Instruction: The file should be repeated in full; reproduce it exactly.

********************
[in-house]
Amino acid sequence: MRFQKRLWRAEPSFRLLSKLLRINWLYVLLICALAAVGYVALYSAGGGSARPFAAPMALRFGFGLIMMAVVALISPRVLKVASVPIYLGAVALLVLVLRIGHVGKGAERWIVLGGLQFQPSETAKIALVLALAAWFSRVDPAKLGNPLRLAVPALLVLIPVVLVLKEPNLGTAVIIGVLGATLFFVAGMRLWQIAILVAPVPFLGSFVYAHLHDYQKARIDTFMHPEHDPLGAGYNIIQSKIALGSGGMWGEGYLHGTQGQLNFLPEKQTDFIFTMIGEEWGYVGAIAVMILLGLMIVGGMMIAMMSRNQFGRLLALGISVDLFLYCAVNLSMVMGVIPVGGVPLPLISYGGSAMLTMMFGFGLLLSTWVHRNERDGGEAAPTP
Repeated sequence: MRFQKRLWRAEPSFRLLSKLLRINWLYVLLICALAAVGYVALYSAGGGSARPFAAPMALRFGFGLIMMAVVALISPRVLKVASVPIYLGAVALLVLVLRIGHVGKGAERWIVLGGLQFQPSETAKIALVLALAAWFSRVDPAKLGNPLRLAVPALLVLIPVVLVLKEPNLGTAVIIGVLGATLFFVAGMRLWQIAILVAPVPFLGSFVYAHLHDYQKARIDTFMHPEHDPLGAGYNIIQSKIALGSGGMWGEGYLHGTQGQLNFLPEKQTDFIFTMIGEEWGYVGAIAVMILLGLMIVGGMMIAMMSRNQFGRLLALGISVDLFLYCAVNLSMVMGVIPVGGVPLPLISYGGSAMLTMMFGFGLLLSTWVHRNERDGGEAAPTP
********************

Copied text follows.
[in-house]
Amino acid sequence: MRFQKRLWRAEPSFRLLSKLLRINWLYVLLICALAAVGYVALYSAGGGSARPFAAPMALRFGFGLIMMAVVALISPRVLKVASVPIYLGAVALLVLVLRIGHVGKGAERWIVLGGLQFQPSETAKIALVLALAAWFSRVDPAKLGNPLRLAVPALLVLIPVVLVLKEPNLGTAVIIGVLGATLFFVAGMRLWQIAILVAPVPFLGSFVYAHLHDYQKARIDTFMHPEHDPLGAGYNIIQSKIALGSGGMWGEGYLHGTQGQLNFLPEKQTDFIFTMIGEEWGYVGAIAVMILLGLMIVGGMMIAMMSRNQFGRLLALGISVDLFLYCAVNLSMVMGVIPVGGVPLPLISYGGSAMLTMMFGFGLLLSTWVHRNERDGGEAAPTP
Repeated sequence: MRFQKRLWRAEPSFRLLSKLLRINWLYVLLICALAAVGYVALYSAGGGSARPFAAPMALRFGFGLIMMAVVALISPRVLKVASVPIYLGAVALLVLVLRIGHVGKGAERWIVLGGLQFQPSETAKIALVLALAAWFSRVDPAKLGNPLRLAVPALLVLIPVVLVLKEPNLGTAVIIGVLGATLFFVAGMRLWQIAILVAPVPFLGSFVYAHLHDYQKARIDTFMHPEHDPLGAGYNIIQSKIALGSGGMWGEGYLHGTQGQLNFLPEKQTDFIFTMIGEEWGYVGAIAVMILLGLMIVGGMMIAMMSRNQFGRLLALGISVDLFLYCAVNLSMVMGVIPVGGVPLPLISYGGSAMLTMMFGFGLLLSTWVHRNERDGGEAAPTP